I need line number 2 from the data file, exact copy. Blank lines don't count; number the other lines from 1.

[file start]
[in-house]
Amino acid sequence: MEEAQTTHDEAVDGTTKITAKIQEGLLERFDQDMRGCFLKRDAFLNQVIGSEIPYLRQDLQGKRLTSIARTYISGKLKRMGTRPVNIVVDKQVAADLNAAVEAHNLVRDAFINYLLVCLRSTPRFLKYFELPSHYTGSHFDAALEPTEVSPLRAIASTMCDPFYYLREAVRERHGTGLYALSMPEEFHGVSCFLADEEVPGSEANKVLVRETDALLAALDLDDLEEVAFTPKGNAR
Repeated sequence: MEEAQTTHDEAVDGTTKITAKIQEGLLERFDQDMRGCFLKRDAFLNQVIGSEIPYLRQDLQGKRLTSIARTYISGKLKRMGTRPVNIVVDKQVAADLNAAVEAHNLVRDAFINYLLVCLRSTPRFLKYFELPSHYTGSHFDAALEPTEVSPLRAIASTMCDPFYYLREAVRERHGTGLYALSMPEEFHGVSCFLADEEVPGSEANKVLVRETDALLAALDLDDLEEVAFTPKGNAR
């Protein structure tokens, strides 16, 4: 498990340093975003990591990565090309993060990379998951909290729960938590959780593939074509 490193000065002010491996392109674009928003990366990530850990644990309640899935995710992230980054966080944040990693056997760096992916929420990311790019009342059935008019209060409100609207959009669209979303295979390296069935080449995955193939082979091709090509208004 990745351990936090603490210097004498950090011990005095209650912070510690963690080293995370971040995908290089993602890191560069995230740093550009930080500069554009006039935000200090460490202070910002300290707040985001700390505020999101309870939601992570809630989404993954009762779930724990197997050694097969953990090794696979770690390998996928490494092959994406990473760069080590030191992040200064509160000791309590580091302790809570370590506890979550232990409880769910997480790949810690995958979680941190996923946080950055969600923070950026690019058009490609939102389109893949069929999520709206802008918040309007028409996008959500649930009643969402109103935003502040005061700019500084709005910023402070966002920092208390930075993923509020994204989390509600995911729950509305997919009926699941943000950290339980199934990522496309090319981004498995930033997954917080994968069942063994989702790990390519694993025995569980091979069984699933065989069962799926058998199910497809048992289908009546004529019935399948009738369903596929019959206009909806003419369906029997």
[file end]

Amino acid sequence: MEEAQTTHDEAVDGTTKITAKIQEGLLERFDQDMRGCFLKRDAFLNQVIGSEIPYLRQDLQGKRLTSIARTYISGKLKRMGTRPVNIVVDKQVAADLNAAVEAHNLVRDAFINYLLVCLRSTPRFLKYFELPSHYTGSHFDAALEPTEVSPLRAIASTMCDPFYYLREAVRERHGTGLYALSMPEEFHGVSCFLADEEVPGSEANKVLVRETDALLAALDLDDLEEVAFTPKGNAR